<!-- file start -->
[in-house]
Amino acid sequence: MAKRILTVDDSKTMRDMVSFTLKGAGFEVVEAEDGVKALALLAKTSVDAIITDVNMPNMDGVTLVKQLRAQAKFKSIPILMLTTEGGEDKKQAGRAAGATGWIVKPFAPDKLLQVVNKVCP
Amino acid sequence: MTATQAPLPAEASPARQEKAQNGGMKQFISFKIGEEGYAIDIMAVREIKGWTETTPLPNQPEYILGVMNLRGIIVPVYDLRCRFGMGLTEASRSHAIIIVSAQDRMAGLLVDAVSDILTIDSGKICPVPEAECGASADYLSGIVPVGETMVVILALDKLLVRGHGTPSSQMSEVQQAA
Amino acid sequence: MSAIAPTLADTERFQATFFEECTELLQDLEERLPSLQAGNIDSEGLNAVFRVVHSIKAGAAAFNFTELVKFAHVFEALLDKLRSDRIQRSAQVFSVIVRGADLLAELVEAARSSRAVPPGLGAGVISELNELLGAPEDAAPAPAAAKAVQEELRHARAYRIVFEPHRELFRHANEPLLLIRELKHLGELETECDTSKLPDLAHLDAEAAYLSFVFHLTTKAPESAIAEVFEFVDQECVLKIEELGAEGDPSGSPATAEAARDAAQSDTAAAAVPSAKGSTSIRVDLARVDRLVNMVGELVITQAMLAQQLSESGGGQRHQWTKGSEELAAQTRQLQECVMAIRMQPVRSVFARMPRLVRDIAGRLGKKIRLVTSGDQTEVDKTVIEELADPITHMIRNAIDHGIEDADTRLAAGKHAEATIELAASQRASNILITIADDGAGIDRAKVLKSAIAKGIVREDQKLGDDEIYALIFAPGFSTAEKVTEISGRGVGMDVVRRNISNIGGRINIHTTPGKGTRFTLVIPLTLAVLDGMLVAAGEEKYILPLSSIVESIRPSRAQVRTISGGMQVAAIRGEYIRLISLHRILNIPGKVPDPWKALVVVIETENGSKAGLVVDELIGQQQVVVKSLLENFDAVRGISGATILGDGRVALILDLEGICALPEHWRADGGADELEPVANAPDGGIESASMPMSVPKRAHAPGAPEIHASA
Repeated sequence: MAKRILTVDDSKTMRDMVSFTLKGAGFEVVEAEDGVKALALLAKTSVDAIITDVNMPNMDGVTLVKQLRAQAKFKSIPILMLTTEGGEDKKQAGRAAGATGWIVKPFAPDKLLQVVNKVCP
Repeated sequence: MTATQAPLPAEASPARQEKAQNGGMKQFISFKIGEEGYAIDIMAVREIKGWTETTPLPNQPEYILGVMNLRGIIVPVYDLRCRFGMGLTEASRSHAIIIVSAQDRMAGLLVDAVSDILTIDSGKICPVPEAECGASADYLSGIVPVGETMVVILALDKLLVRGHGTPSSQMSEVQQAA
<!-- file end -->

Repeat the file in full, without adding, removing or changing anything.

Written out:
[in-house]
Amino acid sequence: MAKRILTVDDSKTMRDMVSFTLKGAGFEVVEAEDGVKALALLAKTSVDAIITDVNMPNMDGVTLVKQLRAQAKFKSIPILMLTTEGGEDKKQAGRAAGATGWIVKPFAPDKLLQVVNKVCP
Amino acid sequence: MTATQAPLPAEASPARQEKAQNGGMKQFISFKIGEEGYAIDIMAVREIKGWTETTPLPNQPEYILGVMNLRGIIVPVYDLRCRFGMGLTEASRSHAIIIVSAQDRMAGLLVDAVSDILTIDSGKICPVPEAECGASADYLSGIVPVGETMVVILALDKLLVRGHGTPSSQMSEVQQAA
Amino acid sequence: MSAIAPTLADTERFQATFFEECTELLQDLEERLPSLQAGNIDSEGLNAVFRVVHSIKAGAAAFNFTELVKFAHVFEALLDKLRSDRIQRSAQVFSVIVRGADLLAELVEAARSSRAVPPGLGAGVISELNELLGAPEDAAPAPAAAKAVQEELRHARAYRIVFEPHRELFRHANEPLLLIRELKHLGELETECDTSKLPDLAHLDAEAAYLSFVFHLTTKAPESAIAEVFEFVDQECVLKIEELGAEGDPSGSPATAEAARDAAQSDTAAAAVPSAKGSTSIRVDLARVDRLVNMVGELVITQAMLAQQLSESGGGQRHQWTKGSEELAAQTRQLQECVMAIRMQPVRSVFARMPRLVRDIAGRLGKKIRLVTSGDQTEVDKTVIEELADPITHMIRNAIDHGIEDADTRLAAGKHAEATIELAASQRASNILITIADDGAGIDRAKVLKSAIAKGIVREDQKLGDDEIYALIFAPGFSTAEKVTEISGRGVGMDVVRRNISNIGGRINIHTTPGKGTRFTLVIPLTLAVLDGMLVAAGEEKYILPLSSIVESIRPSRAQVRTISGGMQVAAIRGEYIRLISLHRILNIPGKVPDPWKALVVVIETENGSKAGLVVDELIGQQQVVVKSLLENFDAVRGISGATILGDGRVALILDLEGICALPEHWRADGGADELEPVANAPDGGIESASMPMSVPKRAHAPGAPEIHASA
Repeated sequence: MAKRILTVDDSKTMRDMVSFTLKGAGFEVVEAEDGVKALALLAKTSVDAIITDVNMPNMDGVTLVKQLRAQAKFKSIPILMLTTEGGEDKKQAGRAAGATGWIVKPFAPDKLLQVVNKVCP
Repeated sequence: MTATQAPLPAEASPARQEKAQNGGMKQFISFKIGEEGYAIDIMAVREIKGWTETTPLPNQPEYILGVMNLRGIIVPVYDLRCRFGMGLTEASRSHAIIIVSAQDRMAGLLVDAVSDILTIDSGKICPVPEAECGASADYLSGIVPVGETMVVILALDKLLVRGHGTPSSQMSEVQQAA